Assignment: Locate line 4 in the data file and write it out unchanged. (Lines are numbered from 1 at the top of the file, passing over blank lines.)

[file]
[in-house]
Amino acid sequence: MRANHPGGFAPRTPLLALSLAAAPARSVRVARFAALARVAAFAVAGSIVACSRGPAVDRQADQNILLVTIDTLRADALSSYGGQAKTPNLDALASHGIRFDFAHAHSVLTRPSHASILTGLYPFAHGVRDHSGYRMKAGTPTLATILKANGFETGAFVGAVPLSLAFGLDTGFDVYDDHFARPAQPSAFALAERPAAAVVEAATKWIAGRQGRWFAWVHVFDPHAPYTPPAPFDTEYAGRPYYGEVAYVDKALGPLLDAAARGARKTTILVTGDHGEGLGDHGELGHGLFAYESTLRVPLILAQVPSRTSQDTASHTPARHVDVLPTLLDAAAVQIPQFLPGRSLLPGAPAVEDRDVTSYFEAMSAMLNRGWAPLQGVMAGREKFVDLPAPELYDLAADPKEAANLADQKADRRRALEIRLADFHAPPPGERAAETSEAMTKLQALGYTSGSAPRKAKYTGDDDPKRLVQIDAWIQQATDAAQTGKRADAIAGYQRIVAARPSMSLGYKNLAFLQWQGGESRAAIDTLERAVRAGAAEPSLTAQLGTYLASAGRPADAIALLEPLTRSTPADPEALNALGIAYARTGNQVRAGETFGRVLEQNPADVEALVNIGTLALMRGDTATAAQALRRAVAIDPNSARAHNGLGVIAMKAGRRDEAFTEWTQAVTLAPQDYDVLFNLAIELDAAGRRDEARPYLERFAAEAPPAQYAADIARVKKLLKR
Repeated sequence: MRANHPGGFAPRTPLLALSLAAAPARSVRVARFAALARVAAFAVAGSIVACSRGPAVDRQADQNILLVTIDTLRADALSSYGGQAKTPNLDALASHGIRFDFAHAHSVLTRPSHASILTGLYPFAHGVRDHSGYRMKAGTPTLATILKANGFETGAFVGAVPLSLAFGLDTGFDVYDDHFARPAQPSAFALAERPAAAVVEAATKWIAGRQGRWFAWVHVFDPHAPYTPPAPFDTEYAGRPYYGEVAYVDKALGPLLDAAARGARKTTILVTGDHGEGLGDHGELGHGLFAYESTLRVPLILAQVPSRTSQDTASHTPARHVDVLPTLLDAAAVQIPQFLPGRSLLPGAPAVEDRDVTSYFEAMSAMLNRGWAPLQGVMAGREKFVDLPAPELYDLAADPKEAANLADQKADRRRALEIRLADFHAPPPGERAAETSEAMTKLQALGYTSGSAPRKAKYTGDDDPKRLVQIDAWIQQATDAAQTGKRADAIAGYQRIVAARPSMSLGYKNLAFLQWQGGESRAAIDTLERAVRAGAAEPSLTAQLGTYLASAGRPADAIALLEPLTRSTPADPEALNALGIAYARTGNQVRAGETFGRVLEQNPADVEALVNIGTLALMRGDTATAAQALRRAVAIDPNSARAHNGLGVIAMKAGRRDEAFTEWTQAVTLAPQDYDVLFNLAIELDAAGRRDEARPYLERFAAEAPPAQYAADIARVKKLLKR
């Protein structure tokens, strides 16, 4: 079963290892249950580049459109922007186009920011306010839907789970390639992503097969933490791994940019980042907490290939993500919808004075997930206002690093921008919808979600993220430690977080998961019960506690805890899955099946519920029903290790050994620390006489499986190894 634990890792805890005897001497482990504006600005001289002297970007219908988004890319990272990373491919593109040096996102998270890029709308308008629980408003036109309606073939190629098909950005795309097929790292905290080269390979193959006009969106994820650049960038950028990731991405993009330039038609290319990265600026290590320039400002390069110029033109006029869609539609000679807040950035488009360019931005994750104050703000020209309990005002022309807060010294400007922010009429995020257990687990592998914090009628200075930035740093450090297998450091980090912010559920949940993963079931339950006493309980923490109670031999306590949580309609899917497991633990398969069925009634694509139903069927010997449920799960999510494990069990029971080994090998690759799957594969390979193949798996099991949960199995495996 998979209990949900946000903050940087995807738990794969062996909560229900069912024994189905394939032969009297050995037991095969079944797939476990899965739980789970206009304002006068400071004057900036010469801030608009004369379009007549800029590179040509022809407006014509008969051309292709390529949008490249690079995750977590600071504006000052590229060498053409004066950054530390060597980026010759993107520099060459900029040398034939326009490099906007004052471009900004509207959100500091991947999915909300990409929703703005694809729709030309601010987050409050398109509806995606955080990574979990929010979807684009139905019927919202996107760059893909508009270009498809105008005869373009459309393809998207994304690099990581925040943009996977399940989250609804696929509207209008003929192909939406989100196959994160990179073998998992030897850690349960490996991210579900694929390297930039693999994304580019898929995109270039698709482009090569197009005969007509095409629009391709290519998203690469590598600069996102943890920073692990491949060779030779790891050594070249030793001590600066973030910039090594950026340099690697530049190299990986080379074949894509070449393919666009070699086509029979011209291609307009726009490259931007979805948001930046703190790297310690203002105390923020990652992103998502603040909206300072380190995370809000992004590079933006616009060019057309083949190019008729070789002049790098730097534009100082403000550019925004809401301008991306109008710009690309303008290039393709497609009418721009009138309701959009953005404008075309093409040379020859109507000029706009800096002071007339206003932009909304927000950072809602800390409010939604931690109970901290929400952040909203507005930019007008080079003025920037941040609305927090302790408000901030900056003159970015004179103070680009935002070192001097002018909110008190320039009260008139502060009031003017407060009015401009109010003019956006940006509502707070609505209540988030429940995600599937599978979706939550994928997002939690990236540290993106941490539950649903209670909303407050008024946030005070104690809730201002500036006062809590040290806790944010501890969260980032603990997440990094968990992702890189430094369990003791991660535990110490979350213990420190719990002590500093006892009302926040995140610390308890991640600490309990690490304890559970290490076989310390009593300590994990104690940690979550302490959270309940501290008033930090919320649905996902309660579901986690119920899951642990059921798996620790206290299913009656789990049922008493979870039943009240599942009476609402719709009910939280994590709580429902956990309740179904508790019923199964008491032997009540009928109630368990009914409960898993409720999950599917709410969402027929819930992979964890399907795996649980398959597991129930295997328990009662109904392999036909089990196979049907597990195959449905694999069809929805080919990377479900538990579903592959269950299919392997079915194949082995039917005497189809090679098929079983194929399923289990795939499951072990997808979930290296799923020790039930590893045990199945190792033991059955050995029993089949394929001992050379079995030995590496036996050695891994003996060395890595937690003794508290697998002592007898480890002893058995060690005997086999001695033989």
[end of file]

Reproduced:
């Protein structure tokens, strides 16, 4: 079963290892249950580049459109922007186009920011306010839907789970390639992503097969933490791994940019980042907490290939993500919808004075997930206002690093921008919808979600993220430690977080998961019960506690805890899955099946519920029903290790050994620390006489499986190894 634990890792805890005897001497482990504006600005001289002297970007219908988004890319990272990373491919593109040096996102998270890029709308308008629980408003036109309606073939190629098909950005795309097929790292905290080269390979193959006009969106994820650049960038950028990731991405993009330039038609290319990265600026290590320039400002390069110029033109006029869609539609000679807040950035488009360019931005994750104050703000020209309990005002022309807060010294400007922010009429995020257990687990592998914090009628200075930035740093450090297998450091980090912010559920949940993963079931339950006493309980923490109670031999306590949580309609899917497991633990398969069925009634694509139903069927010997449920799960999510494990069990029971080994090998690759799957594969390979193949798996099991949960199995495996 998979209990949900946000903050940087995807738990794969062996909560229900069912024994189905394939032969009297050995037991095969079944797939476990899965739980789970206009304002006068400071004057900036010469801030608009004369379009007549800029590179040509022809407006014509008969051309292709390529949008490249690079995750977590600071504006000052590229060498053409004066950054530390060597980026010759993107520099060459900029040398034939326009490099906007004052471009900004509207959100500091991947999915909300990409929703703005694809729709030309601010987050409050398109509806995606955080990574979990929010979807684009139905019927919202996107760059893909508009270009498809105008005869373009459309393809998207994304690099990581925040943009996977399940989250609804696929509207209008003929192909939406989100196959994160990179073998998992030897850690349960490996991210579900694929390297930039693999994304580019898929995109270039698709482009090569197009005969007509095409629009391709290519998203690469590598600069996102943890920073692990491949060779030779790891050594070249030793001590600066973030910039090594950026340099690697530049190299990986080379074949894509070449393919666009070699086509029979011209291609307009726009490259931007979805948001930046703190790297310690203002105390923020990652992103998502603040909206300072380190995370809000992004590079933006616009060019057309083949190019008729070789002049790098730097534009100082403000550019925004809401301008991306109008710009690309303008290039393709497609009418721009009138309701959009953005404008075309093409040379020859109507000029706009800096002071007339206003932009909304927000950072809602800390409010939604931690109970901290929400952040909203507005930019007008080079003025920037941040609305927090302790408000901030900056003159970015004179103070680009935002070192001097002018909110008190320039009260008139502060009031003017407060009015401009109010003019956006940006509502707070609505209540988030429940995600599937599978979706939550994928997002939690990236540290993106941490539950649903209670909303407050008024946030005070104690809730201002500036006062809590040290806790944010501890969260980032603990997440990094968990992702890189430094369990003791991660535990110490979350213990420190719990002590500093006892009302926040995140610390308890991640600490309990690490304890559970290490076989310390009593300590994990104690940690979550302490959270309940501290008033930090919320649905996902309660579901986690119920899951642990059921798996620790206290299913009656789990049922008493979870039943009240599942009476609402719709009910939280994590709580429902956990309740179904508790019923199964008491032997009540009928109630368990009914409960898993409720999950599917709410969402027929819930992979964890399907795996649980398959597991129930295997328990009662109904392999036909089990196979049907597990195959449905694999069809929805080919990377479900538990579903592959269950299919392997079915194949082995039917005497189809090679098929079983194929399923289990795939499951072990997808979930290296799923020790039930590893045990199945190792033991059955050995029993089949394929001992050379079995030995590496036996050695891994003996060395890595937690003794508290697998002592007898480890002893058995060690005997086999001695033989």